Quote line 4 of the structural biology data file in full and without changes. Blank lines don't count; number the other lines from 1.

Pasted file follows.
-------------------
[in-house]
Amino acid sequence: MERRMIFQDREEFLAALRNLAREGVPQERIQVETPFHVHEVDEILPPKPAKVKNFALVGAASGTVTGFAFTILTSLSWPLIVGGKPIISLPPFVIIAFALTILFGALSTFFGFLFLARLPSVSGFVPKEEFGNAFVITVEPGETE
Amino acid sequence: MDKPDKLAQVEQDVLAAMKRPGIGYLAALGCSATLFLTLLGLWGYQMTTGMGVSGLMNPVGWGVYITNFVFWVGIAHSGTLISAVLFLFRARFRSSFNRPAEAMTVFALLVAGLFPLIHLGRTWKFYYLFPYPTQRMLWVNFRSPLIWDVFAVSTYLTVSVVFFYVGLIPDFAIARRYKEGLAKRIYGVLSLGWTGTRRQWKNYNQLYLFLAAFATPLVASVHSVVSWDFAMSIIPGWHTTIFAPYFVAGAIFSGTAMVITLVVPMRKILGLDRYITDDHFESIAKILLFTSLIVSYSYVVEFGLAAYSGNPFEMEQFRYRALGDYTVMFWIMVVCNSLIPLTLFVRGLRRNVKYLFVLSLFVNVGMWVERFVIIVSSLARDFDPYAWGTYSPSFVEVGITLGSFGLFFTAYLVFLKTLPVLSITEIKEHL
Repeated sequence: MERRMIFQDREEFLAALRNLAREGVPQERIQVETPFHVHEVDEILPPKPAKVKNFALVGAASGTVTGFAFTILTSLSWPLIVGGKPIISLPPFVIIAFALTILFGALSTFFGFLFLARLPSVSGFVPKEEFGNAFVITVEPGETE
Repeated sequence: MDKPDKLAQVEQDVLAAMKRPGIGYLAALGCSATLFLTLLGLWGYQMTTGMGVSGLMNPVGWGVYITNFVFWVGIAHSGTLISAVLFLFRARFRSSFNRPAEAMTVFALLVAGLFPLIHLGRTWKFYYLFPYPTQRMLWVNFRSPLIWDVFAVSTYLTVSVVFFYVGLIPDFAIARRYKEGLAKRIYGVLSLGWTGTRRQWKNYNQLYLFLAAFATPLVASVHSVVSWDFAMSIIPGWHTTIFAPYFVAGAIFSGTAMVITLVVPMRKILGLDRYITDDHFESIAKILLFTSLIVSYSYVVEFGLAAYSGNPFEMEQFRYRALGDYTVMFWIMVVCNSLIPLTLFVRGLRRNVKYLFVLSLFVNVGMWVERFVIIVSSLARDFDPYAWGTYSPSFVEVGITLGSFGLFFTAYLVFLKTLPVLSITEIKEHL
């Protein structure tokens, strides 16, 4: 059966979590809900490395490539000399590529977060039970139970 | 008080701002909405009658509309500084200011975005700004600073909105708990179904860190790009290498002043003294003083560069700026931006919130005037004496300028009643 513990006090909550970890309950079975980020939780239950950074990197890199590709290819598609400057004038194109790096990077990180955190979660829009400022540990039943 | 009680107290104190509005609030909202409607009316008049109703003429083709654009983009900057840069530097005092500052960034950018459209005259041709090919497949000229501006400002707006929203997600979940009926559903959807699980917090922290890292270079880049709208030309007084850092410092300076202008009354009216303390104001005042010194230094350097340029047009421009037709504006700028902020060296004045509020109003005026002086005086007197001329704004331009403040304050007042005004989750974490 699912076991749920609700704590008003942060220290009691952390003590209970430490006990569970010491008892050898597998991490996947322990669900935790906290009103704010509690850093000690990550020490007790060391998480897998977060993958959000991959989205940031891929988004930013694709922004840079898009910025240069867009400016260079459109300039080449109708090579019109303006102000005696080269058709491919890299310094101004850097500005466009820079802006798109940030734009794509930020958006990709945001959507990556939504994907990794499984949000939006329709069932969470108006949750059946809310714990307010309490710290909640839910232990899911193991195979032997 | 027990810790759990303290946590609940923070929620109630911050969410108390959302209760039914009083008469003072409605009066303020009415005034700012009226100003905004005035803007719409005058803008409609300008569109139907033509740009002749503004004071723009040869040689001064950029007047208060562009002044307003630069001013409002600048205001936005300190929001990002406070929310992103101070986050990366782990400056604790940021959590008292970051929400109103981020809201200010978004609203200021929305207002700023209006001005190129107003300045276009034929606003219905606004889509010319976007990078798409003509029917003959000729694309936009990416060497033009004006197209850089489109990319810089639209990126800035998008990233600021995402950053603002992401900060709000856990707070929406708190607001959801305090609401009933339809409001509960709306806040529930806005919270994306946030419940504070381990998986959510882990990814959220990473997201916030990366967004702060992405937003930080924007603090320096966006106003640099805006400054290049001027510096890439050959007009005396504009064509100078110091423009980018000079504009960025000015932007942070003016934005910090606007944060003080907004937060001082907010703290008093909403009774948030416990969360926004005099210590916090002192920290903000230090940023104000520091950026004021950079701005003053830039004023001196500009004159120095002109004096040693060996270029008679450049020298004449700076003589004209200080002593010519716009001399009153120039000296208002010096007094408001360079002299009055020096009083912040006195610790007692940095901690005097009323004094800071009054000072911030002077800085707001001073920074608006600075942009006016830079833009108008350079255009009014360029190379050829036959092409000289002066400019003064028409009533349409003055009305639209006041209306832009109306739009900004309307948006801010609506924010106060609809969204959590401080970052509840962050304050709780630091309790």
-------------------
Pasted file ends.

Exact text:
Repeated sequence: MERRMIFQDREEFLAALRNLAREGVPQERIQVETPFHVHEVDEILPPKPAKVKNFALVGAASGTVTGFAFTILTSLSWPLIVGGKPIISLPPFVIIAFALTILFGALSTFFGFLFLARLPSVSGFVPKEEFGNAFVITVEPGETE